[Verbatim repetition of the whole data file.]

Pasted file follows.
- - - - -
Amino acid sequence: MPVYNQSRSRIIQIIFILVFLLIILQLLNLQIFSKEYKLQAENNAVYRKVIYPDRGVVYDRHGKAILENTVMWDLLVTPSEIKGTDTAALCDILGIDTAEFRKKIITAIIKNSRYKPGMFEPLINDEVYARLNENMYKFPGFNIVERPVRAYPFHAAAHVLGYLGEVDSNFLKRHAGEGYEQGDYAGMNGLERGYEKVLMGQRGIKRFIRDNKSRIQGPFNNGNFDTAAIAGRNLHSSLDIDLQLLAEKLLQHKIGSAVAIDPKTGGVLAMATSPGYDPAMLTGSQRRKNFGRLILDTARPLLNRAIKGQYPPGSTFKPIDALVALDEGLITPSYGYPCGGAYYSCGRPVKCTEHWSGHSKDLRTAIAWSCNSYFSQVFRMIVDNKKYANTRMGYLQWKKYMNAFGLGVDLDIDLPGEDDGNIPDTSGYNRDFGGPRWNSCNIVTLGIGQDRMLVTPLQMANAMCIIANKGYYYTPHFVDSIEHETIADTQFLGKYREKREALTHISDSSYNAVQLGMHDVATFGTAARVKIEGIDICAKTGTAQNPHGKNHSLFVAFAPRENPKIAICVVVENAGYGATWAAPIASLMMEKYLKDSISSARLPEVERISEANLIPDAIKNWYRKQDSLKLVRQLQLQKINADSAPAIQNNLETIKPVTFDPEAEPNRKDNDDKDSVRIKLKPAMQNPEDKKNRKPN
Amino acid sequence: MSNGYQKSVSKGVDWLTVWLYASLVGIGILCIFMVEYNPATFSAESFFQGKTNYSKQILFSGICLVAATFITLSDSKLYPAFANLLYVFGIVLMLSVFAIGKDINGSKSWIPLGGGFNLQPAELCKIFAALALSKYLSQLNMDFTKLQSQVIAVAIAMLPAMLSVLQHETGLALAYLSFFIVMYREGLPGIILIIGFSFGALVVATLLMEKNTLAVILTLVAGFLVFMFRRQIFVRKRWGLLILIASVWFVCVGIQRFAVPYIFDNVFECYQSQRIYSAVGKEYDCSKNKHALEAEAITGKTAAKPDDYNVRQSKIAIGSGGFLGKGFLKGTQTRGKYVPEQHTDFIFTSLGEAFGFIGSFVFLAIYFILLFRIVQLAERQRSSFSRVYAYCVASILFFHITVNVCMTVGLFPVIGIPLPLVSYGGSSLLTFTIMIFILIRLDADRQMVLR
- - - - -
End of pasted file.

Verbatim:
Amino acid sequence: MPVYNQSRSRIIQIIFILVFLLIILQLLNLQIFSKEYKLQAENNAVYRKVIYPDRGVVYDRHGKAILENTVMWDLLVTPSEIKGTDTAALCDILGIDTAEFRKKIITAIIKNSRYKPGMFEPLINDEVYARLNENMYKFPGFNIVERPVRAYPFHAAAHVLGYLGEVDSNFLKRHAGEGYEQGDYAGMNGLERGYEKVLMGQRGIKRFIRDNKSRIQGPFNNGNFDTAAIAGRNLHSSLDIDLQLLAEKLLQHKIGSAVAIDPKTGGVLAMATSPGYDPAMLTGSQRRKNFGRLILDTARPLLNRAIKGQYPPGSTFKPIDALVALDEGLITPSYGYPCGGAYYSCGRPVKCTEHWSGHSKDLRTAIAWSCNSYFSQVFRMIVDNKKYANTRMGYLQWKKYMNAFGLGVDLDIDLPGEDDGNIPDTSGYNRDFGGPRWNSCNIVTLGIGQDRMLVTPLQMANAMCIIANKGYYYTPHFVDSIEHETIADTQFLGKYREKREALTHISDSSYNAVQLGMHDVATFGTAARVKIEGIDICAKTGTAQNPHGKNHSLFVAFAPRENPKIAICVVVENAGYGATWAAPIASLMMEKYLKDSISSARLPEVERISEANLIPDAIKNWYRKQDSLKLVRQLQLQKINADSAPAIQNNLETIKPVTFDPEAEPNRKDNDDKDSVRIKLKPAMQNPEDKKNRKPN
Amino acid sequence: MSNGYQKSVSKGVDWLTVWLYASLVGIGILCIFMVEYNPATFSAESFFQGKTNYSKQILFSGICLVAATFITLSDSKLYPAFANLLYVFGIVLMLSVFAIGKDINGSKSWIPLGGGFNLQPAELCKIFAALALSKYLSQLNMDFTKLQSQVIAVAIAMLPAMLSVLQHETGLALAYLSFFIVMYREGLPGIILIIGFSFGALVVATLLMEKNTLAVILTLVAGFLVFMFRRQIFVRKRWGLLILIASVWFVCVGIQRFAVPYIFDNVFECYQSQRIYSAVGKEYDCSKNKHALEAEAITGKTAAKPDDYNVRQSKIAIGSGGFLGKGFLKGTQTRGKYVPEQHTDFIFTSLGEAFGFIGSFVFLAIYFILLFRIVQLAERQRSSFSRVYAYCVASILFFHITVNVCMTVGLFPVIGIPLPLVSYGGSSLLTFTIMIFILIRLDADRQMVLR